comfortable chairs and a roaring fire, which bathed everything in a
gilded light. It was a casual atmosphere affording a more intimate
environment away from the theater. It was in this private area that
her most elite customers congregated, and though the theatergoers
had access to Viridis, it was only in this part of the club that
one gained access to the stronger version of the drink.
Beyond the Sanctorum, Phoebe had added yet another
area which housed private rooms, enabling one to seek a clandestine
rendezvous. The entrance was hidden by an optical diffuser, a
tinkering that allowed one to pass through unnoticed. She thought
of the tinkerer who’d drawn up the original plans for the diffuser,
and her heart ached at the memory of him. He had left over a year
ago, and she’d been forced to hire another tinkerer to build
A long mahogany bar occupied the far corner of the
sitting room and was currently being run by her younger brother,
Gabriel, who chatted with his patrons, entertaining them as he
poured their drinks. He was the only family she had left. Their
mother had died when she had been just ten, with her father dying
several years later of a broken heart. Then there was their sister,
Imogene, gone just over a year. They only had each other now.
He nodded to her in acknowledgment, and she could
not help but smile at his handsome face. Just a few years younger
than herself at three and twenty, running the club would have been
impossible if not for his constant help.
She approached the bar with a smile, but grew wary
when her brother’s eyes darted around the room, a sigh escaping his
lips. “What is it, love?”
Gabriel reached out and gave her hand a quick
squeeze. “Phoebe…” He gave his head a shake, then looked up at her
with a hint of smile. “There’s someone here to see you.” He
motioned with a tilt of the head and a sparkle in his eyes to the
gentleman sitting by the fire.
Though the man’s back was to her and she could only
see his luscious chestnut locks, she knew, without a single doubt
in her mind, that it was he. It had been over a year since she had
last seen him, over a year since his duty to the Cause had called
him away. And now he was here. Her tinkerer.
Her chest tightened and her heart picked up its
pace, thundering away against her ribcage. She glanced at Gabriel,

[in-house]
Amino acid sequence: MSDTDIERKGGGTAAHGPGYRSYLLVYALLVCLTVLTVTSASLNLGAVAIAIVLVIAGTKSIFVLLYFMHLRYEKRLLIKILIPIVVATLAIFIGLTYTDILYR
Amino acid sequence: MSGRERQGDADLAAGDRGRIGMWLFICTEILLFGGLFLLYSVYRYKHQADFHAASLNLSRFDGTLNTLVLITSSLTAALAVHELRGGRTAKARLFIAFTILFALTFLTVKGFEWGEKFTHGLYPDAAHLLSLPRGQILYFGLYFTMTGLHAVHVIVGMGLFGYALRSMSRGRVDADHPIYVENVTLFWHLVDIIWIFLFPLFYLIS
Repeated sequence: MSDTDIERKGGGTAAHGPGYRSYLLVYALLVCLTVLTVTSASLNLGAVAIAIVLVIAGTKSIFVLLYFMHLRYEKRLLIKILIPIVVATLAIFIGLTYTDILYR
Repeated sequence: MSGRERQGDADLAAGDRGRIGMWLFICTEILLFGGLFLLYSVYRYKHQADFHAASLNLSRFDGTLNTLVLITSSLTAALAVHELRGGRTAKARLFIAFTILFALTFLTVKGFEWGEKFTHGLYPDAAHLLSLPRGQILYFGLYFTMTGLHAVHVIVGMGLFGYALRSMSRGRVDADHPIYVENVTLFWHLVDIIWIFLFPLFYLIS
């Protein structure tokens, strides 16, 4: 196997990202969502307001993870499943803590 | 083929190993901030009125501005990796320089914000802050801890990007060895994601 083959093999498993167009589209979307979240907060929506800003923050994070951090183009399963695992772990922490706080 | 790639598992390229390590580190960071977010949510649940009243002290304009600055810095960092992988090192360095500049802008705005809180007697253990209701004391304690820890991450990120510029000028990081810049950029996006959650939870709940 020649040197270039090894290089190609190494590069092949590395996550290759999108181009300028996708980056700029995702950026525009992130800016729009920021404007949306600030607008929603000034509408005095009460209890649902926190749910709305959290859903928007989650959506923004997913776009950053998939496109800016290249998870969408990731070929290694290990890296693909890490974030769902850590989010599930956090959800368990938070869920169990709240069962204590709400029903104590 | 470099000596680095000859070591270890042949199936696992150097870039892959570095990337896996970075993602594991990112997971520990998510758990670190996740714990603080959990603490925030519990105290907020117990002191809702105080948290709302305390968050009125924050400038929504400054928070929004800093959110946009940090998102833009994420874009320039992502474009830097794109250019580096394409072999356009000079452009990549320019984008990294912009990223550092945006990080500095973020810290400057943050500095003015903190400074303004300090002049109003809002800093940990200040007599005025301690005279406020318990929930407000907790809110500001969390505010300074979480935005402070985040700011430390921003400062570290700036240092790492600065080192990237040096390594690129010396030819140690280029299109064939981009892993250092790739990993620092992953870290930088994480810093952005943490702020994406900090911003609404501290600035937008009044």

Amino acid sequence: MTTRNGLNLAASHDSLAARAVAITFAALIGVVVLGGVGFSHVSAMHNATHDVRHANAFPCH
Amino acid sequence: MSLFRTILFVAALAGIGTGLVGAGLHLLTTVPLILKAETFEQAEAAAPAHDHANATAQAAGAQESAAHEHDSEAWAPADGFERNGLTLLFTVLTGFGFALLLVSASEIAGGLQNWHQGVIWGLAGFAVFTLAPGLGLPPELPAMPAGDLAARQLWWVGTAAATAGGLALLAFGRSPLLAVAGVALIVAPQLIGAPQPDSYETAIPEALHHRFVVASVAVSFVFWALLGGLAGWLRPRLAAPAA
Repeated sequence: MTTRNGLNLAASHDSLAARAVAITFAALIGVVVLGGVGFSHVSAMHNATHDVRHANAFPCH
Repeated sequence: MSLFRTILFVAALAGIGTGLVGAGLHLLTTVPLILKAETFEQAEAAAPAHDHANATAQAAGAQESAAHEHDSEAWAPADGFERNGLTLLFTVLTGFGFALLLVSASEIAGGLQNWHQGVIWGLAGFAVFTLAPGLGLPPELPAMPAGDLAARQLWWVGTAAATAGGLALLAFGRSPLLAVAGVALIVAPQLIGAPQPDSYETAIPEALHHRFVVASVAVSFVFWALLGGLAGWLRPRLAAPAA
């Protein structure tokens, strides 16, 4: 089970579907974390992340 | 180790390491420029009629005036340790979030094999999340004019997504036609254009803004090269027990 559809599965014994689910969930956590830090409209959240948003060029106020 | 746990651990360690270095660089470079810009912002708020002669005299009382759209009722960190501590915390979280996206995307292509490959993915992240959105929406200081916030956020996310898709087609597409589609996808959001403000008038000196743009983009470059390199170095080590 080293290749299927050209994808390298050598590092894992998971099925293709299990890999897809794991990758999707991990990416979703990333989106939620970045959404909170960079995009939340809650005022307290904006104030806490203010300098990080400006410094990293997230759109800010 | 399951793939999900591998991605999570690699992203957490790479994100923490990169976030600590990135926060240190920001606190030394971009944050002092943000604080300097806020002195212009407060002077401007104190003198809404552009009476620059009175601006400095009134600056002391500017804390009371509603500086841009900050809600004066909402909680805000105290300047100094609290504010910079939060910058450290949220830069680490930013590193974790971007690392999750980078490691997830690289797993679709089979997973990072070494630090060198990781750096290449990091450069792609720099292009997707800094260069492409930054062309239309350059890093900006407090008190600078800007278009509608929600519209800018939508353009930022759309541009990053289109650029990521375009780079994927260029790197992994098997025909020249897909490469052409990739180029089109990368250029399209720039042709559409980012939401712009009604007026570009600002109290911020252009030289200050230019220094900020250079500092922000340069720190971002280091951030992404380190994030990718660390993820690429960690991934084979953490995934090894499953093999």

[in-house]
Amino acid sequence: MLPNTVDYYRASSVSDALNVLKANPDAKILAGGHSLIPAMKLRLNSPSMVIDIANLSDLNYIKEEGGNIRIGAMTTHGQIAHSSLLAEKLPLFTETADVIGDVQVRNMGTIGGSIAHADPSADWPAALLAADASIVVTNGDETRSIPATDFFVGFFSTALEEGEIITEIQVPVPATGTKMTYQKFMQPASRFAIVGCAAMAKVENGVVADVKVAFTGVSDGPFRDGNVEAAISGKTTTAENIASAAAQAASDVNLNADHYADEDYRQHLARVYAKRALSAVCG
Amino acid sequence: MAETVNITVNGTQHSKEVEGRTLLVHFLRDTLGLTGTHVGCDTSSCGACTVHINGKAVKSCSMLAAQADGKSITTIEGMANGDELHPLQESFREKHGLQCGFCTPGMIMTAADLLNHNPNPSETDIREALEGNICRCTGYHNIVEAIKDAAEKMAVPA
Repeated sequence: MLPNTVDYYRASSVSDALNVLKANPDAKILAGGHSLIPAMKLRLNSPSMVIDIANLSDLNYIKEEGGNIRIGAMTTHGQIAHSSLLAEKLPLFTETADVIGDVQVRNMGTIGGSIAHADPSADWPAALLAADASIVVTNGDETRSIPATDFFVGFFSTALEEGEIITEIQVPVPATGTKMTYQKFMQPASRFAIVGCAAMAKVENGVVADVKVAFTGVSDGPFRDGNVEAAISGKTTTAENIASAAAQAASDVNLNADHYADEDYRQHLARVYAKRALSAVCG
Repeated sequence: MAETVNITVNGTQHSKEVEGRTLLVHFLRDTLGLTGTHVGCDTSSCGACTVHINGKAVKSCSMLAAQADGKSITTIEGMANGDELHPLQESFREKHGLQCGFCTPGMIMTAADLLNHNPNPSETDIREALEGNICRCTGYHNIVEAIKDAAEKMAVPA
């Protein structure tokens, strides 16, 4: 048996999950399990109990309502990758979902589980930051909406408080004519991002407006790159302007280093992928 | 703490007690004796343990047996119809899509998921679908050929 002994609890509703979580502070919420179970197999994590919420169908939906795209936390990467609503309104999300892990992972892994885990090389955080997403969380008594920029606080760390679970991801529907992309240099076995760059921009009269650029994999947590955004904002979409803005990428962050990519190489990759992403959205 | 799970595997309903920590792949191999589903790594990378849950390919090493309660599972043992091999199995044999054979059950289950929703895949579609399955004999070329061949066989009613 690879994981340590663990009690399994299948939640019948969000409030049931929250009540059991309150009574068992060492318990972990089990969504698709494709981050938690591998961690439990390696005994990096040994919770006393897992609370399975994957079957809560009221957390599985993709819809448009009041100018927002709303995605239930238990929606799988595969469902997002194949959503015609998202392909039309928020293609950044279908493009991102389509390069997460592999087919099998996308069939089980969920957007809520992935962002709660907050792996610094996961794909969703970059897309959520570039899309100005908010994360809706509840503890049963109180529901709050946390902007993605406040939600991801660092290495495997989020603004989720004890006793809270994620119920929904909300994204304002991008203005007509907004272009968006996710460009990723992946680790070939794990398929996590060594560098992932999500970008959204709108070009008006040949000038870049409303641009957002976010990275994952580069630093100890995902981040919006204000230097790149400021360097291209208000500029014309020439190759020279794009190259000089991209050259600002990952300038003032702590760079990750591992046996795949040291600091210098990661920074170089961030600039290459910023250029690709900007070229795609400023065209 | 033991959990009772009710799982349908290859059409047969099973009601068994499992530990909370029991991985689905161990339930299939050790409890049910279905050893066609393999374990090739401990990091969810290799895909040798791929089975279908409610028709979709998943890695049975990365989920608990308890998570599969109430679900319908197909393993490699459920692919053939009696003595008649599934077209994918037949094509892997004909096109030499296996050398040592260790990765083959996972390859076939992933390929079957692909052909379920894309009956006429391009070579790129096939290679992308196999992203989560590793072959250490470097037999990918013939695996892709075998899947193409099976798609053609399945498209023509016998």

steeled herself with a deep breath, and moved across the room on
wobbly legs, her pulse deafening inside her head. She closed the
distance between them quickly, scarcely acknowledging the friendly
greetings of her regular customers as she passed, her focus on him
She reached out, her hand hovering above his
shoulder, not sure she could touch him without having her heart
stop. Before she could muster the courage, he turned around, his
eyes locking on hers.
“Phoebe.” He stood to greet her, but took no more
than a step towards her.
“Seth.” Her mouth had suddenly gone dry, her heart
tripping over itself. How she wished he didn’t have this affect on
her. “I hadn’t realized you had returned.” She was barely able to
get the words out.
“Just this morning. Please, sit with me. It’s been
too long.” He motioned to the vacant chair across from him, sitting
back in his own.
Phoebe fell into the chair before her legs gave out,
her corset the only thing keeping her upright. She was unable to
look at him without being flooded with memories of their nights
together, of his touch, and of the dark days after her sister’s
death when no one—not even Seth—could reach her.
Soon after their father’s death, Imogene had become
plagued by melancholy and Phoebe had spent countless hours in her
father’s abandoned laboratory, desperate to develop an herbal cure
that would help her save her. Unfortunately, Phoebe’s breakthrough
had come only months too late. By the time the formula had been
perfected, Imogene had already taken her own life.
“You look beautiful, Phoebe.” He moved to the edge
of his chair, and reached out to take her hand in his. “Do you know
how I’ve missed you? There wasn’t a day that went by when I didn’t
think of you.”
Though she wanted nothing more than to sink into his
arms and forget how desperately alone she’d been this last year,
she yanked her hand away, her anger and hurt getting the best of
her. “How dare you! How dare you say you’ve missed me. You left me,
Seth. Left me when I needed you most.” All of the emotions she’d
kept bottled up for so long came flooding back, and she had to
blink away the tears that threatened.
He flinched at her words. “You know that’s not the
reality of it. It killed me to leave you the way I did.” He reached
out to her again, but stopped just short of touching her.
“My sister had just died, but your assignment for
the Cause took precedence. It always has, and I know now that it
always will— which is fine, but let’s not pretend, Seth. I know
. I would have stayed if I
could have, but you know I was the only one who could have fixed
the geostat on such short notice. You know how important it was to
get it back up and running.”
Seth was a brilliant tinkerer—one of the many
reasons Phoebe had fallen in love with him. The geostat was one of
Seth’s most innovative tinkerings, bringing much needed income to
the Cause by making the mining of the arctic Outlands a
Controlled by the Cause, the Outlands were located
so far to the north that water and land iced to become one. While
the earth in the Outlands was rich, the severe weather conditions
had made mining previously impossible. Only Seth’s geostat was
capable of digging through the hardest earth and working in the